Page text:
A more practical approach
If you are searching for a temporary solution to, let's say use the backing tracks for improvising over them without being disturbed by vocals or mid-range buzz, there's some little tricks you can do with audio material in a simple sound-editor without the need of sophisticated and expensive tools.
Of course, because of the (in)-fidelity, the result is not usable for production-purposes!!!
A multi-band graphic EQ that filters out all the frequencies in the low-mid and mid range. Provide a curve like ---______------------
An EQ with a bell-characteristic and a steep curve Q-factor to achieve a similar effect as the graphic EQ
Put the same audio track on two tracks of your audio-editor or DAW and put a Lowpass and a Highpass filter on one track to cut the low and high frequencies. What remains is a midrange signal (depending on the settings of your two filters). Now phase invert one of the two audio tracks you've got. This will nullify the mid-range completely...
You can save these settings in your editor of choice and use it as a 'preset' just by assigning a new song to your audio track(s).
All tree methods serve to get rid of the mid range and do in a simple way what more sophisticated tools are doing in a dynamical time and context-sensitive way - but, depending on the material, not always very good. I showed you the hardcore way that will eliminate the stuff for sure, independent of what the source material is.
But you have to keep in mind that both tracks (version 3) have to have the same volume in order to get the midrange 100% silenced. If you're shifting the volume-ratio by changing the volume of either one track you will get back the midrange step by step.
Of course, by cutting the midrange so bluntly you are also killing a lot of instruments that form the chord/harmony portion of the composition. You are essentially left with bass-drum, bass, low-harmonies, HH, Cymbals, high percussions regarding the rhythm-group. And that is what you actually want when you're searching for a play/sing-along track. But anyways you can regulate the effect by changing the cut-off frequency of both of your filters to narrow down the midrange in order not to loose too much.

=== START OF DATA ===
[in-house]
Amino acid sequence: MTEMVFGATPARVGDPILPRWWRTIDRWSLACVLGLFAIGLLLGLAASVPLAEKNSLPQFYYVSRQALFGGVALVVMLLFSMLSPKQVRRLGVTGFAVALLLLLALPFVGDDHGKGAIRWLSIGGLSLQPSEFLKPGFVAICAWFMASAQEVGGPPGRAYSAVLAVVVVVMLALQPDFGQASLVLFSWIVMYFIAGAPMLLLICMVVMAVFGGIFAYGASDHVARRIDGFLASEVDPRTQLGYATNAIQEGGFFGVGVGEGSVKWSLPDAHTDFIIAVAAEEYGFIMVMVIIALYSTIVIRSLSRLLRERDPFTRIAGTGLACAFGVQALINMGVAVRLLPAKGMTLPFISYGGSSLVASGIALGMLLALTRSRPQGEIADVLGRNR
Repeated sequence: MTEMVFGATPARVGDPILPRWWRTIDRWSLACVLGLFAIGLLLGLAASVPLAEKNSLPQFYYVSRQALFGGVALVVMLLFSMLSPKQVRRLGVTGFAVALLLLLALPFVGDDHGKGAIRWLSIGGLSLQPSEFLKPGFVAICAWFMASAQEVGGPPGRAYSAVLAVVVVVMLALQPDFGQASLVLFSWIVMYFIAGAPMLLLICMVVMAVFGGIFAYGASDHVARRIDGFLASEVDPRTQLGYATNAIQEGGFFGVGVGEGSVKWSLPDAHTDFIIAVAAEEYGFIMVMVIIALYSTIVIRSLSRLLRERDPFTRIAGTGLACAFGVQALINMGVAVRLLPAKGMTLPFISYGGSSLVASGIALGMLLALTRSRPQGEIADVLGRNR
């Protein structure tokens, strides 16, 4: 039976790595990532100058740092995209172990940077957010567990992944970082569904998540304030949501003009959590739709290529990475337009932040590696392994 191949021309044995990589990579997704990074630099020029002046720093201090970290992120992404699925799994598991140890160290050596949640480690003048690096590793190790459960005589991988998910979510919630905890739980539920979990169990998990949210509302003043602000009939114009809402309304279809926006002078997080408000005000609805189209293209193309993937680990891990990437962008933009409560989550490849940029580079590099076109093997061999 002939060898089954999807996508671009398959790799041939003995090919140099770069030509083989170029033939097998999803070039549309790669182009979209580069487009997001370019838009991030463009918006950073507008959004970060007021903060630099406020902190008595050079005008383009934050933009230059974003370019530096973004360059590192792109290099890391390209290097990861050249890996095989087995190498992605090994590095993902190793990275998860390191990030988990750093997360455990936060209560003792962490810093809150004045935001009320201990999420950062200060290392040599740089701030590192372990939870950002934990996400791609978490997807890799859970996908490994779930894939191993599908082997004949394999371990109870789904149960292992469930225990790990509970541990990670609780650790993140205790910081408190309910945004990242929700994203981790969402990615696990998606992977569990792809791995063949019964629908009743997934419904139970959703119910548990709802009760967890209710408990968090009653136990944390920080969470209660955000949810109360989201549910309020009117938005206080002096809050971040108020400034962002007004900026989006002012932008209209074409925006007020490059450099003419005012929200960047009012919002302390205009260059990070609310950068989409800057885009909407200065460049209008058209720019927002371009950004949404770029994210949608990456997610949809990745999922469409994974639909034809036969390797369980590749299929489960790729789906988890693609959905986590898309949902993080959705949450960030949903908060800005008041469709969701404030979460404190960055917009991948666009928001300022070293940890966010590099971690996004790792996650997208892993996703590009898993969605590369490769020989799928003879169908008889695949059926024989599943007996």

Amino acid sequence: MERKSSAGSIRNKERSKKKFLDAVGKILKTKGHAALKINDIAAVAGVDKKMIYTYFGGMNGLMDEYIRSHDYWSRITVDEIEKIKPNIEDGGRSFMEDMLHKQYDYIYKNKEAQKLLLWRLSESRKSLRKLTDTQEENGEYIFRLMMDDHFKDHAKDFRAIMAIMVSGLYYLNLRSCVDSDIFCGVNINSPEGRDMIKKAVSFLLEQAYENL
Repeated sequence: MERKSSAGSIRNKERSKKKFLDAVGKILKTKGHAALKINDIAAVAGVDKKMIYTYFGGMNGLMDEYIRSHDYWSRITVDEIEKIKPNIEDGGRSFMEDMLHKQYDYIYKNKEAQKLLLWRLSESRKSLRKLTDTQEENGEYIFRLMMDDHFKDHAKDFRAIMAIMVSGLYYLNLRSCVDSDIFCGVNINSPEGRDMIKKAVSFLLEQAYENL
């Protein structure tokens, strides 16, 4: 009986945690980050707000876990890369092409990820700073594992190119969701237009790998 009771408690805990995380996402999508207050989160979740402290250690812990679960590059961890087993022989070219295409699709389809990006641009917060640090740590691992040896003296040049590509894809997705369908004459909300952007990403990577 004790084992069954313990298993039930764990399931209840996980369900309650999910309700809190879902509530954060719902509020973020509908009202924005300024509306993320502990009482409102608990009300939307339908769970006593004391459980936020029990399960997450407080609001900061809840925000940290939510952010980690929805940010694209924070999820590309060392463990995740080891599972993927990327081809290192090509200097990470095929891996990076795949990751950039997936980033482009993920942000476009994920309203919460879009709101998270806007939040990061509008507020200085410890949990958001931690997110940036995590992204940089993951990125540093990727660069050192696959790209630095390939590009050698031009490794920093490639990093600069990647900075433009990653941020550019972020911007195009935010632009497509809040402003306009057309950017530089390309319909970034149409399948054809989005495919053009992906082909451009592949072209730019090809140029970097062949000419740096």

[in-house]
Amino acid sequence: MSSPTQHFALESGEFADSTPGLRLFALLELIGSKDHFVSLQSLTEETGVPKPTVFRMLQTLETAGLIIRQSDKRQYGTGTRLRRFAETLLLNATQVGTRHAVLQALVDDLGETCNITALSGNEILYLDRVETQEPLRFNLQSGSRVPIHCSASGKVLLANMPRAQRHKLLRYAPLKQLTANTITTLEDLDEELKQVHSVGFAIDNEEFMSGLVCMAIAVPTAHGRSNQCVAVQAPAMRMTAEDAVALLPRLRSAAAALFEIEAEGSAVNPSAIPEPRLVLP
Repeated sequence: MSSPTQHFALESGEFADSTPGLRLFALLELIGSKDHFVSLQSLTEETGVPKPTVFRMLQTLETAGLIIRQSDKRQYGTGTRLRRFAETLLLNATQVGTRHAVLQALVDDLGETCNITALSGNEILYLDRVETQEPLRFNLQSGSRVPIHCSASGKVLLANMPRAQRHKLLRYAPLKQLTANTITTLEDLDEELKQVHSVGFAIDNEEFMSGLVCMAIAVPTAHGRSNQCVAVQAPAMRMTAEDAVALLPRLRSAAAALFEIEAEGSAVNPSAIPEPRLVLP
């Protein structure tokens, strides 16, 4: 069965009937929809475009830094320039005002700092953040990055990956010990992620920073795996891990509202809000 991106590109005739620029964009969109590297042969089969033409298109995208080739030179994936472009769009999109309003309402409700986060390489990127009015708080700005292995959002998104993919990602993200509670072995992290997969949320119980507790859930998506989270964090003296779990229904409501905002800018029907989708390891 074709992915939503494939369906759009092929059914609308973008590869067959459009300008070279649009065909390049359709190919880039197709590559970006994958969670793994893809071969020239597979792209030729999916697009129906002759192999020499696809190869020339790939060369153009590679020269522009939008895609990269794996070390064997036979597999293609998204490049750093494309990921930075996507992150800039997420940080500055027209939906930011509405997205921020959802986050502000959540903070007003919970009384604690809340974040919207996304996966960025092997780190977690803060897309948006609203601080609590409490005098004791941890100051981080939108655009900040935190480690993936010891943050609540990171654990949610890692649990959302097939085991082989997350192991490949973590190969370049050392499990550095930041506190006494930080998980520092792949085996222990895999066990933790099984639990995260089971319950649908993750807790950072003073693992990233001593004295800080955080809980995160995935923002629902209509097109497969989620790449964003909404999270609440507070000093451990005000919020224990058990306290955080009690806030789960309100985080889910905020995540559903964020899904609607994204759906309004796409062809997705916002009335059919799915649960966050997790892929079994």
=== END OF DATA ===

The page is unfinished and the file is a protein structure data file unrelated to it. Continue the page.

Hope that that's it what you've been searching for...
EDIT: If you wanna get fancy with method 3 you can also add a third track and phase-reverse one of its channels (L or R) in case your source is stereo. With that - everything that is usually mono like - the 'dry' vocal signal, centered mono effects etc. - will get removed. Only the effect part of each signal which is on both channels like reverberation an the like will remain. Also effects that are using a modulation of the signal's phase like stereo chorus/phlanger/phaser etc. for e.g. pad-sounds. But usually these 'wet' signals are not very loud...
That signal will now fill the hole in the frequency range that you left with method 3 and give you back some of the harmonical context that might be missing after the brick-wall-method 3. But also the 'wet' signal of the things you want to get rid of.
But because of being on its own track you can adjust the volume of your new midrange to your liking.
And of course - the additional track of this extension of method 3 must have the same filters applied to it than the other phase inverted track so that you actually fill the very hole that you dug in the first place. If you didn't do that you would definitely kill all your BD, base and other signals that are typically centered and more or less 'dry'.
But by storing your settings as a preset you have to do this work only once and can apply it later on to any song you like. You may just have to tweak your preset every now and then...